Ryan Van Meter’s Homecoming

By M.A.W.P. student Brittany Petersen

On Tuesday, author Ryan Van Meter returned to his graduate school alma mater to read from his new book, If You Knew Then What I Know Now, and to answer questions from students eager to replicate his journey to success. But Van Meter was the first to admit that journey was improbable, to say the least; he didn’t want to mislead his audience into thinking that his ascension as a writer was the easy or typical road. It really doesn’t happen like this, he said. At least not on a regular basis. He worked hard; he got lucky; seriously, you guys, this never happens.

But for Van Meter, the fairy tale came true: After graduating from DePaul with an M.A. in creative writing, he landed an M.F.A., published his thesis, and secured a faculty position at the University of San Francisco – all in a few short years. That thesis was published this month by Sarabande Books and so Van Meter returned to stand in front of his peers, an example of what the DePaul English Department can help you achieve. He is a tangible success story, a testimonial for that potent combination of talent, dedication, and hard work (though having a really good memory certainly helps).

Van Meter’s book is a collection of creative nonfiction essays, some of which were begun under the tutelage of DePaul Professor Michele Morano. Years after she first noticed the pupil with the striking aptitude for narrative storytelling, she couldn’t keep the grin off her face as she introduced him to a room full of current writing and English students, including the fifteen students in her graduate revision workshop. (I’ve taken two classes with Professor Morano, and we’ve read Van Meter’s work in both.) Van Meter addressed this new generation directly: Morano’s class, he said, changed his life. It was at DePaul that Van Meter truly learned what creative nonfiction was, after all.

After growing up in the closet in Missouri and earning a Bachelor’s in English from the University of Missouri-Columbia, Van Meter packed his life into his car and moved to Chicago at the age of 22. The excerpt he read on Tuesday, titled “The Goldfish History,” told the story of the years that followed: his relationship with his best friend, Kim; his realization that he was gay and subsequent coming out to Kim in the bathroom of a gay bar; his first goldfish; his first boyfriend. Van Meter wrote, “Goldfish…have a reputation for being disposable. If it dies, you get another one. The pet store tanks are full of hundreds and maybe even thousands of them, glittering and tightly packed together like sewn sequins. Drunk kids used to swallow them as a dare because presumably no one would miss a few dozen, so why not? It might be said that goldfish aren’t usually important.” Framing the story around the lifespan of his fish, Rufus – named for his favorite musician, Rufus Wainwright – Van Meter explores some of the most important relationships in his life and tracks how they developed, changed, died, were reborn, or weren’t. He told the story of this fish, and all this fish came to represent.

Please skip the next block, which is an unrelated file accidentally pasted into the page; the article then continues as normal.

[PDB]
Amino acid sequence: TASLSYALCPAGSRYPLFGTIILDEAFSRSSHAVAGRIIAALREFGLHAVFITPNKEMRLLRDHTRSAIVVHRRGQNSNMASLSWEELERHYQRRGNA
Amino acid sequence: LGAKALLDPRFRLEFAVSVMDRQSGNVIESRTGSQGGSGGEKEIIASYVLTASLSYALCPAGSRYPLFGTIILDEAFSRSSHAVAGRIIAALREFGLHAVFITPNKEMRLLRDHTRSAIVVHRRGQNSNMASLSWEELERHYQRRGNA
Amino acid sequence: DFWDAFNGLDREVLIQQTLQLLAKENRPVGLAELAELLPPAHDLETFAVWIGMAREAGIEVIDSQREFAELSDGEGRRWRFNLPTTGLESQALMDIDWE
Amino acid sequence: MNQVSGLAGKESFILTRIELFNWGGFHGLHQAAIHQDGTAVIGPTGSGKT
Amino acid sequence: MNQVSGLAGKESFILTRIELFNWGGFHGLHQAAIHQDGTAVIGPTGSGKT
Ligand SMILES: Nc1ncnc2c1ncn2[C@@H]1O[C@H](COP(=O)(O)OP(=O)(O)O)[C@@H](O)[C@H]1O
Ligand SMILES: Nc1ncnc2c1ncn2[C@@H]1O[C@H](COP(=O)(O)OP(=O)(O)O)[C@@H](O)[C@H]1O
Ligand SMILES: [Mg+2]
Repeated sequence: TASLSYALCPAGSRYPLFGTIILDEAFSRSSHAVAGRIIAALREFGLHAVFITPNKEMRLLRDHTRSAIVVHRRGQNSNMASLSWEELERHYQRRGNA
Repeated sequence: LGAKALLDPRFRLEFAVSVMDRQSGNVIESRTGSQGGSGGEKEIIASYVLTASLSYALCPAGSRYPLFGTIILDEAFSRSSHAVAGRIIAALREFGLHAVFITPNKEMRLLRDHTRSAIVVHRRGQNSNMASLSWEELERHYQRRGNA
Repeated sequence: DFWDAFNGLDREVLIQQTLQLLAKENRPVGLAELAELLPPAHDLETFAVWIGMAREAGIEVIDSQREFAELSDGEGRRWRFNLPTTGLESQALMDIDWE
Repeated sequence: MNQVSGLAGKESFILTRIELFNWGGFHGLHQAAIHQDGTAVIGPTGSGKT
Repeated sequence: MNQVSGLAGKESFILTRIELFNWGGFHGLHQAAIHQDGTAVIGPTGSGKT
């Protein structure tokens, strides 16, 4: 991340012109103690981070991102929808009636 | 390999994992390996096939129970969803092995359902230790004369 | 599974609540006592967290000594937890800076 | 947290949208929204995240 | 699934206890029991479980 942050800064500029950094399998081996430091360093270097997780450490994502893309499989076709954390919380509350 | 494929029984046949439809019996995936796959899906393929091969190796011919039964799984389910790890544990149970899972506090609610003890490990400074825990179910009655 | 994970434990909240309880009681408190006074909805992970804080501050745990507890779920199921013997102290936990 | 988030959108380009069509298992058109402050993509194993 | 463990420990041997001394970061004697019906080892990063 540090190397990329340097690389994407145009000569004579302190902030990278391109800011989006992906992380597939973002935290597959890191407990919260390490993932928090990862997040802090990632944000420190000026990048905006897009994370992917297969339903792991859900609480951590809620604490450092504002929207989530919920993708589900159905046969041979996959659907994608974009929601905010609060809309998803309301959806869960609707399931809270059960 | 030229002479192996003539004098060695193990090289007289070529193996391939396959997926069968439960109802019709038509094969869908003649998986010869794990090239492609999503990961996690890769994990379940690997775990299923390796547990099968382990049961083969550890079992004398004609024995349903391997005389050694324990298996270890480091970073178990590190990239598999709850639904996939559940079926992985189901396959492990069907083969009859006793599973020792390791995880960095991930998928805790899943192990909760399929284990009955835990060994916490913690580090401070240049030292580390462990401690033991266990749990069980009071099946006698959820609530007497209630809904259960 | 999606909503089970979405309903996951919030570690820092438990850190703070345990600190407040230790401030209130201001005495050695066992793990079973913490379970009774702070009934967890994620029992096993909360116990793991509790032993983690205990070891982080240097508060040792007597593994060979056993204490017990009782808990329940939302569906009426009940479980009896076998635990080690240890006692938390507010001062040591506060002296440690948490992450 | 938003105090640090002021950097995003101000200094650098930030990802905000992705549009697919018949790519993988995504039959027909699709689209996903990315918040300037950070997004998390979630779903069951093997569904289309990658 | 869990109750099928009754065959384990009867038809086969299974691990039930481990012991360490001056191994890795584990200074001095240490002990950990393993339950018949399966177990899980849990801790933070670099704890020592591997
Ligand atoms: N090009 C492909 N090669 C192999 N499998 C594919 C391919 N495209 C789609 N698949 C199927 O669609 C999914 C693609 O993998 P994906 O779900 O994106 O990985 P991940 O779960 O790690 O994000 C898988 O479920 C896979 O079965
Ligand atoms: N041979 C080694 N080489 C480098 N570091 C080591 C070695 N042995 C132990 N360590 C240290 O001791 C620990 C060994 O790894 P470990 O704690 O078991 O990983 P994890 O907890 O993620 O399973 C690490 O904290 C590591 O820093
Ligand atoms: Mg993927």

If the rest of the book is anything like “The Goldfish History,” I’ll read the entire thing in one sitting. In fact it’s sitting on my desk at this moment, staring at me, willing me to ignore it until my other work for the day is done. (Hint: That won’t happen.)

After the reading and a short Q&A, Van Meter stuck around even longer to talk to Professor Morano’s workshop students. I asked a question about how he’d structured the story, which covered six years in just 21 pages and provides an impressive display of mastery over transition, the seamless juxtaposition of action and background and exposition. Another student asked about how Van Meter secured an agent and his plans for his next project; Van Meter joked that his contract requires that his publisher get “right of first refusal,” which sounds so negative – shouldn’t it be “right of first acceptance”?

Van Meter’s visit, in my opinion, was a marked success; to see anyone thrive spiritually and financially as a writer is inspirational. To see a DePaul graduate do it is even better.

If You Knew Then What I Know Now is available directly from Sarabande Books and at bookstores around the country (including Amazon). A video preview of the book, based on Van Meter’s story “First,” can be seen here. Pictures from the reading can be seen here.


Small Presses and Literary Magazines Offer Opportunity

By M.A.W.P. student Christopher Smith

I recently came across an article online published by the New York Journal of Books about the success of the small literary publisher. These small publishers are publishing books and journals, online and in print, that feature strong writing in a variety of genres, and they are being read by people that love to read and write literature.

In the M.A.W.P. program, we talk about how smaller presses are the perfect opportunity to get work published. I believe this to be the case after reading this article and seeing the list of small publishers submitting to the Pushcart Anthology each year.

This article was particularly applicable to my class ENG 484: The Art of Revision with Professor Morano. For one assignment, we had to find a couple of literary journals to research as possible places for submission in the future. Why does this matter? Because literary journals that are smaller and independently run are actually doing well in this weakened economy.